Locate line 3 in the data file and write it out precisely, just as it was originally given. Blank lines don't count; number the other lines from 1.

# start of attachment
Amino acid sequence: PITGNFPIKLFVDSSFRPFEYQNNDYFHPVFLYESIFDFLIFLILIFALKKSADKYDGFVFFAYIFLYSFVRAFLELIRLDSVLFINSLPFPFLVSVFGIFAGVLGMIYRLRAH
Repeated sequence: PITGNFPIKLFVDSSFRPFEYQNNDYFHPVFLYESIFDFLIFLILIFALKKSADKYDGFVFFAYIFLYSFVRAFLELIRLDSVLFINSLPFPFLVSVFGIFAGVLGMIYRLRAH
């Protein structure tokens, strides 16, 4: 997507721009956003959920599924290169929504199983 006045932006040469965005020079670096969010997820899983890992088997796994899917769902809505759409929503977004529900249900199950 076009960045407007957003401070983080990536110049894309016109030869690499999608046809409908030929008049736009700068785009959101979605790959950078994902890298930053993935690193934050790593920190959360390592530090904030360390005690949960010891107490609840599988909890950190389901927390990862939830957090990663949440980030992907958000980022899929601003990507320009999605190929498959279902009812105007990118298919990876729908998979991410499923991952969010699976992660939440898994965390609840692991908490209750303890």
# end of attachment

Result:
């Protein structure tokens, strides 16, 4: 997507721009956003959920599924290169929504199983 006045932006040469965005020079670096969010997820899983890992088997796994899917769902809505759409929503977004529900249900199950 076009960045407007957003401070983080990536110049894309016109030869690499999608046809409908030929008049736009700068785009959101979605790959950078994902890298930053993935690193934050790593920190959360390592530090904030360390005690949960010891107490609840599988909890950190389901927390990862939830957090990663949440980030992907958000980022899929601003990507320009999605190929498959279902009812105007990118298919990876729908998979991410499923991952969010699976992660939440898994965390609840692991908490209750303890």